AI is complicated for attorneys. To what depth must an attorney know the inner workings of that black box to ensure that she meets her ethical duties of competence and diligence? These problems will continue to play out as our reliance on technology increases and injustices arise.

The other issue with the AI black box is one of transparency—or lack thereof—by tech companies regarding the inner workings of the AI algorithms. For now, most law firms rely on third-party software providers rather than creating their own AI programs. But AI companies who create black-box AI technology often lack transparency in their operations. AI companies may have legitimate concerns that other companies will copy their trade secrets or hackers will attack their software. But law firms must consider and mitigate these risk factors when they decide to purchase and rely on AI software.

Potential of bias in AI

Humans oversee AI software, and we have inherent biases. Plus, despite its distinct method of problem-solving, AI technologies are also subject to bias. If the data we provide to AI software is biased or if the system’s methods of analyzing data are flawed, then the output will be biased too.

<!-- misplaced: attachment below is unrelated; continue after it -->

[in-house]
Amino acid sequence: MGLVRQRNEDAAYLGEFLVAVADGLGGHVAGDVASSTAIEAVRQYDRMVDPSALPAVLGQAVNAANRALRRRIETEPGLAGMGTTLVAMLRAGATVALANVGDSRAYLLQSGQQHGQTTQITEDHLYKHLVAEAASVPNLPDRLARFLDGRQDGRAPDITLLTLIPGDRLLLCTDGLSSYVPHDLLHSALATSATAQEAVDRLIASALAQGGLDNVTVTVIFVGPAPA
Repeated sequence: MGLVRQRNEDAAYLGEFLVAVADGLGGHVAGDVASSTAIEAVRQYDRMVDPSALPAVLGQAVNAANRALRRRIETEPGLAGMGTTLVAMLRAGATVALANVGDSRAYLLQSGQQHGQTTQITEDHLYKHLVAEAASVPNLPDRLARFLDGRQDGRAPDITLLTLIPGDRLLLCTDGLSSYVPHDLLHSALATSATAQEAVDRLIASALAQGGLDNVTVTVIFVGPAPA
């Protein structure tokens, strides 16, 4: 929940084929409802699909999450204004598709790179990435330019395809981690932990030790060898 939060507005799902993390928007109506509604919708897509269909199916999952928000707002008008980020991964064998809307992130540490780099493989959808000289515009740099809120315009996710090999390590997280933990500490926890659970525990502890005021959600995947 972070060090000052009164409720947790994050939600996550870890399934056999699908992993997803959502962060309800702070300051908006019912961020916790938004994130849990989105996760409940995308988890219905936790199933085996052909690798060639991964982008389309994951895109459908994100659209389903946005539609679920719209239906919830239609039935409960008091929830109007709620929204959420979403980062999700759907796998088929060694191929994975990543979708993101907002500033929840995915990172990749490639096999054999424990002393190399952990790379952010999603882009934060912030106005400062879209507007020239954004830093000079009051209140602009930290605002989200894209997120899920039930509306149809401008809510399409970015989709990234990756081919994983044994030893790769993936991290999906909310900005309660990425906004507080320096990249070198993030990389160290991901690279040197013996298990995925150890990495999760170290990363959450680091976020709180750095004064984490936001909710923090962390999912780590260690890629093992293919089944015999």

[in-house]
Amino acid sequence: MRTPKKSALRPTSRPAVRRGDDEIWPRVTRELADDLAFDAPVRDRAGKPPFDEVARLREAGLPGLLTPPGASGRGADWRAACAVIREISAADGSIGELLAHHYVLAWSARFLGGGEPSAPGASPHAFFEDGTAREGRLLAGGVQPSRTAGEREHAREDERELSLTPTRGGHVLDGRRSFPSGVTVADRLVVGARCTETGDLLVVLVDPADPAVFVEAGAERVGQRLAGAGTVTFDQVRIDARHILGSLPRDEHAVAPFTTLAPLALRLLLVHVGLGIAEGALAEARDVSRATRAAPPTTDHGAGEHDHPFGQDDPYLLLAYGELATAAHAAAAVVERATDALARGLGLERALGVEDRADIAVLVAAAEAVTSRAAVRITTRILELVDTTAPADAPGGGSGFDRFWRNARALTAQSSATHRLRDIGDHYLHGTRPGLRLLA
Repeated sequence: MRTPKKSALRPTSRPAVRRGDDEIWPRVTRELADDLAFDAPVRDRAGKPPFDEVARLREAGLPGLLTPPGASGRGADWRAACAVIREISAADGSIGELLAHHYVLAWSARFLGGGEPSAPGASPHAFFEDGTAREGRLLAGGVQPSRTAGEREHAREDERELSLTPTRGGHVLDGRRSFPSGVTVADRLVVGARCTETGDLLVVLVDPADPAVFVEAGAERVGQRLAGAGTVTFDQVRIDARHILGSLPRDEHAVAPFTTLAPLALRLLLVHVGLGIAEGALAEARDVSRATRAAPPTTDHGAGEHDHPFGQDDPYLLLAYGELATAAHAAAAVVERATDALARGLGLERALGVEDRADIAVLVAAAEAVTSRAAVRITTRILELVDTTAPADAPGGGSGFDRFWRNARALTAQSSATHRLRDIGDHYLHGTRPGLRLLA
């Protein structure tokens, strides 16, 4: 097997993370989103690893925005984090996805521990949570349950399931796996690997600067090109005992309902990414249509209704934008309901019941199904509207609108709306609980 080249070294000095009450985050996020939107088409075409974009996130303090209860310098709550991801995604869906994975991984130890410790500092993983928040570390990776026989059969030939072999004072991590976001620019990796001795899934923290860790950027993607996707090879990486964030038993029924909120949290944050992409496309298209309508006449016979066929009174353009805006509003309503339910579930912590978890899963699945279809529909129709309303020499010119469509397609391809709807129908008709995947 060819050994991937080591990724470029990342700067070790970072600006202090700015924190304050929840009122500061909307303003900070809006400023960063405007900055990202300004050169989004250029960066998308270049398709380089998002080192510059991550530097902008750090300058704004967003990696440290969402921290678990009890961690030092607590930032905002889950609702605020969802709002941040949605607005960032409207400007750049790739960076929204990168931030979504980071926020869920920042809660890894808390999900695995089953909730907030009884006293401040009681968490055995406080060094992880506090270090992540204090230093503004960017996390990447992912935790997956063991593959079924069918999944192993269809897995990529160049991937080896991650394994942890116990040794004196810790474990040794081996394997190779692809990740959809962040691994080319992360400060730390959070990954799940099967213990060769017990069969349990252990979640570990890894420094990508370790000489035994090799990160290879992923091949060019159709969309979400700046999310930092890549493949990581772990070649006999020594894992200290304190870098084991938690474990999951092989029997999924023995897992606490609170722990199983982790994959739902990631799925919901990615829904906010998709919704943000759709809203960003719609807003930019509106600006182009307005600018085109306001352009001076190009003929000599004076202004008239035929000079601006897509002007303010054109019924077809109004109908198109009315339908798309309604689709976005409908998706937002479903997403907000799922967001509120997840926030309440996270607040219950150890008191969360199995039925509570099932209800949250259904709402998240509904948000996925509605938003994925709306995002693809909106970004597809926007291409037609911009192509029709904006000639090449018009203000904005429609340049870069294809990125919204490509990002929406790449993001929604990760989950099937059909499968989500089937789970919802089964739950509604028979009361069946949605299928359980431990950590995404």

As an example, AI technology has shown bias in recruitment. In 2018, Amazon dispensed with a job applicant review tool it created because it favored men over women. Researchers have discovered that some algorithms, which judges may use to determine sentencing, discriminate against black defendants.

According to a study by New York University’s AI Now Institute, affluent white males predominantly found and build new AI technologies. And as a result, the machines “learn from and reinforce historical patterns of racial and gender discrimination.” In the NYU study, which took place over one year, researchers found that “within the spaces where AI is being created, and in the logic of how AI systems are designed, the cost of bias, harassment, and discrimination are borne by the same people: gender minorities, people of color, and other underrepresented groups. Similarly, the benefits of such systems, from profit to efficiency, accrue primarily to those already in positions of power, who again tend to be white, educated, and male.”